204 – Developing antiracist pedagogies for early childhood education

Presentation - ECV2022-204

Developing antiracist pedagogies for early childhood education

Ryan Al-Natour, Charles Sturt University, Australia (Wiradjuri Country) (ral-natour@csu.edu.au)

Background: Antiracist initiatives in early childhood education tend to receive unfounded accusations that educators are allegedly ‘indoctrinating’ children. These accusations are fed by dominant discourses of white victimhood that belittle children with assumptions that they cannot see race and are unable to act racist. Within this context, there is a slow and steady realisation among educators that antiracist teaching activities within an Australian postcolonising context need to be about more than the acceptance of skin colour differences.

Aim: To contribute to existing dialogues among early childhood educators about the development of antiracist teaching.

Method: This paper combines two methods that focus on the topic of antiracist education in the early years. The first method involves a discourse analysis of six public commentaries/news articles published in 2021 on antiracist education in early childhood. In particular, these articles/commentaries were inspired by (1) conservative calls across North America to remove Critical Race Theory (CRT) from the early childhood curriculum, (2) an Australian politician’s demand for a review of children’s antiracism books across public libraries, and (3) a motion passed by the Australian Senate to remove CRT from the national curriculum. The second method is an integrative literature review on research into antiracism and two resources developed for early childhood educators.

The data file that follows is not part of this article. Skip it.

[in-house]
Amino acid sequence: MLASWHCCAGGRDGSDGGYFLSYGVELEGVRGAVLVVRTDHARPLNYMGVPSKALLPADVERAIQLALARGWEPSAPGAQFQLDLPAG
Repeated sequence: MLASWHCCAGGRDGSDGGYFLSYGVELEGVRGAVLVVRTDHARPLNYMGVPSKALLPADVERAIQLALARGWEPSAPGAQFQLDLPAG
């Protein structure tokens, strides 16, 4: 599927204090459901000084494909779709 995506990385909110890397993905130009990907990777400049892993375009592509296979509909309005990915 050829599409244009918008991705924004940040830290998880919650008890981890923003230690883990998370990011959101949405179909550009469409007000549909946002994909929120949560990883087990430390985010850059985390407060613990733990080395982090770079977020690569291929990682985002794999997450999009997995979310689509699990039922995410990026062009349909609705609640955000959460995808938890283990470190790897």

Results: The mischaracterisations of antiracist teaching and literature function to maintain racial inequalities, and narratives of white victimhood propel the demonisation of antiracist initiatives for children. Also, an integrative literature review reveals how educators often feel ill prepared in addressing racism in early childhood environments or teaching children about racism. Further, this review affirms that while educators tend to portray children as ‘colourblind’, the research shows that children can express racism in early childhood centres. The development of an antiracist pedagogy for early years education is situated in a postcolonising context that should centre the experiences and aspirations of Aboriginal and Torres Strait Islander children, their families, and communities.

Conclusions: Antiracist pedagogies are necessary in articulating how early childhood educators teach diversity and difference to children. Contrary to populist misinterpretations, educators can work with children in their abilities to see race, racism, and interpret diversity and difference. Educators themselves should engage in challenging yet courageous conversations about race and racism. Starting points include challenging whiteness in early childhood curriculum materials and challenging common denials of racism.

Implications for children and families: It is important to recognise that your child can see colour and can learn about diversity and difference. Educators who work with your child need to be equipped with the skills to challenge racism and talk to your child about antiracism.

Implications for practitioners: This paper stimulates a conversation among early childhood professionals about developing antiracism teaching skills as a lifelong learning project. It is important for you to develop antiracist pedagogies that enrich your confidence in teaching diversity and difference, challenge assumptions that children are colourblind, and counter populist rhetoric that tends to attack social justice initiatives.

Key words: social justice, antiracist teaching, antiracism, review, Indigenous voices, wellbeing, vulnerable communities

This presentation relates to the following United Nations Sustainable Development Goals:

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